Boeing reduces lead time and saves money by 3d printing aircraft parts
According to reports, Boeing has filed a patent application for manufacturing aircraft parts with a 3d printer. The application outlines a detailed process of turning a 3d design file into a 3d printed object through a central database management system that Boeing and its customers can use to fulfil spare part orders.
A Boeing spokesperson revealed that the aviation giant has been using 3d printing since 1997, and it currently 3d prints approximately 300 non-metallic parts across 10 different aircraft platforms. In total, this equates to more than 20,000 3d printed parts flying in the skies today - components that can essentially be replaced with a push of a button and a high-end 3d printer located anywhere in the world.
Boeing wants to continue replacing conventionally manufactured parts with 3d printed components, meaning its aircraft will become increasingly reliant on 3d printing technology. In many ways, this patent application embodies the disruptive power of 3d printing to fundamentally change the way things are made - future aircraft included.
To understand the value 3d printing offers to Boeing and its customers, the patent application cited a major challenge facing aircraft operators today.
During the lifetime of an aircraft, parts may be replaced. In order to meet demand for replacement parts, aircraft manufacturers may keep an inventory of parts on hand. A client may request parts from the aircraft manufacturer when a replacement part is desired.
However, receiving requested parts from the aircraft manufacturer may take an undesirable amount of time for a client. Some clients may keep an inventory of parts on hand to avoid waiting an undesirable amount of time.
However, storing an inventory of extra parts either at an aircraft manufacturer or at a client may use an undesirable amount of resources.
On a high level, 3d printing is an additive manufacturing process that creates 3d objects one layer at time, essentially ‘growing’ parts out of hundreds or thousands of layers, depending on the object's size. Compared to conventional subtractive manufacturing processes, 3d printing doesn't require tooling, which invites design complexity; can reduce lead times and costs; and changes the way inventory could be managed.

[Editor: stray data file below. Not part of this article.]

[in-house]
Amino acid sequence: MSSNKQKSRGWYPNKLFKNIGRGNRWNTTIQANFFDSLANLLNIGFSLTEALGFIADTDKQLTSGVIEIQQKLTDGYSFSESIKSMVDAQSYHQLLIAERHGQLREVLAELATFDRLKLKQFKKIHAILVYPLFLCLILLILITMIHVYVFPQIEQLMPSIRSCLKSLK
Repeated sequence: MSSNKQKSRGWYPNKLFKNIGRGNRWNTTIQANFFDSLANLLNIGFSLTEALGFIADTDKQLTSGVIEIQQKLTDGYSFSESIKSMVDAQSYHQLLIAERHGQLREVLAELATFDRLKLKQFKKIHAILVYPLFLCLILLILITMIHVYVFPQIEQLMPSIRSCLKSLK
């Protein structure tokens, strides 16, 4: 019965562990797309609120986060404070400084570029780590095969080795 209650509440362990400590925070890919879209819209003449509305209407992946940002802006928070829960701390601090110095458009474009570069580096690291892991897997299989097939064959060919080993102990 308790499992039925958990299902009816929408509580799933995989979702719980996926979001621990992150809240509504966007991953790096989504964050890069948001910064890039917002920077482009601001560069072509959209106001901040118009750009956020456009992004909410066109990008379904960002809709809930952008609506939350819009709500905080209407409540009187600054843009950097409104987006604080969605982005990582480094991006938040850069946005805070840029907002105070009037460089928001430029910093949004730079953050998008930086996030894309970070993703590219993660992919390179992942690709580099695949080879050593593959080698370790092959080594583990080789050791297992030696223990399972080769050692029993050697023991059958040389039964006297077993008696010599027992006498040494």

In other words, Boeing wants to 3d print more aircraft parts because it offers the potential to significantly improve cost structures and waiting times for itself and customers. With only a few hundred aircraft parts currently being 3d printed across Boeing's aircraft platforms, there's tremendous opportunity to improve that figure, even if 3d printing only grew to represent 1 percent of total parts in a given a commercial aircraft.
Thus far, only non-metallic 3d-printed parts have made it inside Boeing's aircraft, suggesting the company is primarily focused on replacing conventionally manufactured components that won't affect a plane's structural integrity. In the future, Boeing might use 3d printing for more mission-critical applications, considering the patent application makes direct mention of a 3d printing data management system that works with metals and metal alloys.
As an early adopter of 3d printing, Boeing clearly understands how the technology offers the potential to change the aviation industry for the better. Ultimately, 3d printing gives Boeing the ability to improve how spare parts are made by reducing lead times and costs, a savings that can be passed along to operators, which also stand to benefit from shorter maintenance times.
Although we're a long way from Boeing's next aircraft being entirely 3d printed, the company's embrace of the technology and all the potential efficiency gains that come with it could provide an unexpected tailwind to earnings over the long haul.